A special ground-thawing system is helping to keep construction moving on the Minnesota Vikings' new stadium.
A special ground-thawing system is helping to keep construction moving on the Minnesota Vikings' new stadium.

Even during brutally harsh winters, construction companies in northern parts of the U.S. don’t slow down. Exterior site work for companies like Minneapolis-based Mortenson Construction doesn’t stop for subfreezing temperatures and frozen, snow-packed jobsites.

“We build all year round and in all weather conditions,” says Mortenson senior superintendent Jason Brown.  “Here, in our home state of Minnesota, that can mean cold weather construction in winter, which can be challenging to project schedules and budgets.”

For example, Mortenson is working to build the $1 billion Minnesota Vikings Stadium in downtown Minneapolis. Construction has progressed steadily through winter thanks to a special system that literally thaws the ground using antifreeze and heated blankets. St. Cloud, Minn.-based FlexTemp Systems provides surface heating equipment used in winter construction for ground thawing and concrete curing. FlexTemp currently has five portable surface-heating units installed at the Vikings Stadium project to keep the ground thawed and ready to go. (Click here for video.)

A rendering of the new Minnesota Vikings stadium, to be open July 2016. 
A rendering of the new Minnesota Vikings stadium, to be open July 2016. 

FlexTemp’s technology is specifically engineered for thawing frozen ground as well as warming and curing concrete — even at 30 degrees below zero, says FlexTemp’s Chuck Sanvik. Workers lay a complex network of hoses on the ground, run them full and antifreeze, and cover them with insulating blankets. It's a technology that is mainly used in commercial construction but could one day be used by residential builders in cold climates.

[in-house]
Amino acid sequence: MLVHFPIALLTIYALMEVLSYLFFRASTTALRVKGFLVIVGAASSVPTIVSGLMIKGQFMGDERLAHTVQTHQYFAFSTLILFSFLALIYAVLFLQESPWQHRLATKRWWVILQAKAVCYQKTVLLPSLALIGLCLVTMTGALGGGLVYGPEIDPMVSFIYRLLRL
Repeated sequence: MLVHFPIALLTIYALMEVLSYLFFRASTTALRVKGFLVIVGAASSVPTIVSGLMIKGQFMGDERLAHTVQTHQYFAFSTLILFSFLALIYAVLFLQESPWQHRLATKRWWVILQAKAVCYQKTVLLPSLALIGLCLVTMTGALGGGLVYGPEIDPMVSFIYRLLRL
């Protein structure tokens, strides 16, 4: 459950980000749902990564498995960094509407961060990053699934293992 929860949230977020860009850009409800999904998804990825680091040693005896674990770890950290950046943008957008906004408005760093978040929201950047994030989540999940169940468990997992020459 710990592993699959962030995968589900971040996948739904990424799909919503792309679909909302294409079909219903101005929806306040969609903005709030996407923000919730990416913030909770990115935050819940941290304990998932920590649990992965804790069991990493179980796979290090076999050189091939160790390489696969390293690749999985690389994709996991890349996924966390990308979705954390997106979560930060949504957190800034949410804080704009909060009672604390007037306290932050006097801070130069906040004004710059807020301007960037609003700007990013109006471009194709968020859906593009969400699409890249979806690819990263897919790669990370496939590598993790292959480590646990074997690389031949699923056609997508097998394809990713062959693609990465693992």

“Generally, you’ll find six feet of frost on the ground in a Minnesota winter— eight feet if it’s brutally cold like it has been this month,” he explains. “FlexTemp Systems can thaw one foot of frozen ground per day with our machines, which are similar to home in-floor heating systems — just above ground.”

A similar system is used to cure concrete, allowing work to continue throughout the winter and resulting in more efficient scheduling of construction crews and equipment. The company’s cold weather concrete curing system handles pre-pour warming, thaws sub grades and cures concrete walls, forms, columns and slabs without the need for expensive and time-consuming heated enclosures.

FlexTemp has also been used to help winter construction run smoothly for other local projects, including at TCF Bank Stadium, and the Minneapolis-Saint Paul Airport. “The most difficult project we ever worked on was a SuperTarget in West St. Paul — we thawed 83,000 square feet of ground, through asphalt, using more than 10 miles of hose, so construction could continue through a very harsh winter,” says Sanvik.

FlexTemp operates in other cold-weather states of Pennsylvania, Montana, Wyoming, North Dakota, and in Canada, and plans international expansion in 2015.